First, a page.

Cricket: Piran leads a western revival

Iain Fletcher finds Somerset following the Holloway road
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THE NATWEST trophy semi-final at Taunton on Saturday pits the swaggering, strutting brown caps of Surrey against the cidermen of Somerset, and for the latter it is the best chance of a trophy since the halcyon days of Joel, Viv and Both.

Between 1979 and 1983 Lord's was invaded by the West Country hordes, who played up to the "wurzel" caricature with smocks, straw hats and pitch forks. Such self-deprecating humour was noticeably absent on the pitch however as Northamptonshire, Kent, Surrey and Nottinghamshire were harvested and the players carried the NatWest and Benson and Hedges trophies along the M4, after the mother of all parties of course, ears still resounding to the Somerset anthem of "drink up ye zider". Oh yes, they like to celebrate in the West and if Somerset defeat Surrey the home of cricket will once more echo to the "zider samba".

Twice the teams have met this year in the National League and twice Somerset have won, most recently last month at Guildford when Piran Holloway continued his excellent one-day form and guided Somerset to what seemed for much of the game an unlikely victory with an undefeated century, although the 28-year-old Cornishman acknowledges that "will count for nothing".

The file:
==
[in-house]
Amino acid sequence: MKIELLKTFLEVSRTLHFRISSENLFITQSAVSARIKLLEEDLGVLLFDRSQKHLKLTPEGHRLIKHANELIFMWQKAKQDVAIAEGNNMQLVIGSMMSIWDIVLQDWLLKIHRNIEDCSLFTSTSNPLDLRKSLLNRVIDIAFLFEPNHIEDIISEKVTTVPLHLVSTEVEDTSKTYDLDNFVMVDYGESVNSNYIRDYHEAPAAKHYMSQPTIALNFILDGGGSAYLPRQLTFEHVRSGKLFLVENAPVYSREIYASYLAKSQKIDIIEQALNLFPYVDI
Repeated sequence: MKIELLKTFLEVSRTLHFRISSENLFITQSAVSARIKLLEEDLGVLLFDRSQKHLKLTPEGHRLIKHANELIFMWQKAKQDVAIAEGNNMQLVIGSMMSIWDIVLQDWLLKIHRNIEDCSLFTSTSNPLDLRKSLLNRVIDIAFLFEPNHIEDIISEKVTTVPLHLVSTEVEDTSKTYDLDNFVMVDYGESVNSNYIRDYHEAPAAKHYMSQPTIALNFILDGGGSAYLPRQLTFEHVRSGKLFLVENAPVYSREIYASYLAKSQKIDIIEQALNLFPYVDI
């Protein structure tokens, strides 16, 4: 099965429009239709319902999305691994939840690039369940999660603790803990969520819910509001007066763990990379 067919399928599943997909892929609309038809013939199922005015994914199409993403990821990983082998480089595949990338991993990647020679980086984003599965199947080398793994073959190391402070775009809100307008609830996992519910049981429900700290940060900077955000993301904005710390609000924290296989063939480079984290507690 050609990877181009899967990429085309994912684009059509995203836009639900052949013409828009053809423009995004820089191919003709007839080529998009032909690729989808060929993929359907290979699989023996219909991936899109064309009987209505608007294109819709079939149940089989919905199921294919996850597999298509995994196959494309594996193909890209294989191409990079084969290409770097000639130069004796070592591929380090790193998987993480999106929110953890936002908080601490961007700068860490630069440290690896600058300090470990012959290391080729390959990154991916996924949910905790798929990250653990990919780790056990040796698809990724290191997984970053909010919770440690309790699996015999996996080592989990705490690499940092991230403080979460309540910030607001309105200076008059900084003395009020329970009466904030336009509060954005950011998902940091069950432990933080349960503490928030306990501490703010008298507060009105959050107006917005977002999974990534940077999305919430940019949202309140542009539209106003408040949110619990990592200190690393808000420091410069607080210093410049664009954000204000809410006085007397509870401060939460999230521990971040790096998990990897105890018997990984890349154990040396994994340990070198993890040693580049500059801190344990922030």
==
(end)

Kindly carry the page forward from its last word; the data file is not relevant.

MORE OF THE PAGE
He went on: "We are confident because we have a good plan for winning one-day games and everyone knows what they have to do. My job is to get in and see the team home to victory. Often this season I've sacrificed run scoring and big shots because the job is to win the game and if I can do that by just staying there and accumulating, then I will. Runs and shots mean nothing without wins."

With only a solitary defeat in all one-day cricket thus far, Somerset must be doing something right and for once the figures tell the story. Holloway has 436 runs in eight innings at an average of over 87 in the National League and importantly was undefeated on three occasions. In the NatWest he averages an even 100, and overall in his 11 one-day innings he has scored one century and six half-centuries.

"The boys know that I'm going to stay there until the end if I can and I think it helps them. We all have a role to play when batting and by me batting through it gives us a great balance. The key is to try and think what the other captain wants, and often that is a couple of quick wickets," he said. "So if I don't get out and keep playing the ball into the gaps, then we are going to win more often than not.

"Some of the others like Mike Burns, Marcus Trescothick and Jamie Cox play brilliant attacking innings but that isn't my job. I'm there to see us through and I love the buzz of doing it. It's great to be involved when it counts."

Always intense about cricket, Holloway is more settled and relaxed this season with his game - "I don't try and emulate anyone else now" - but as a keen surfer he is enjoying riding the wave of victories that his performances have helped bring.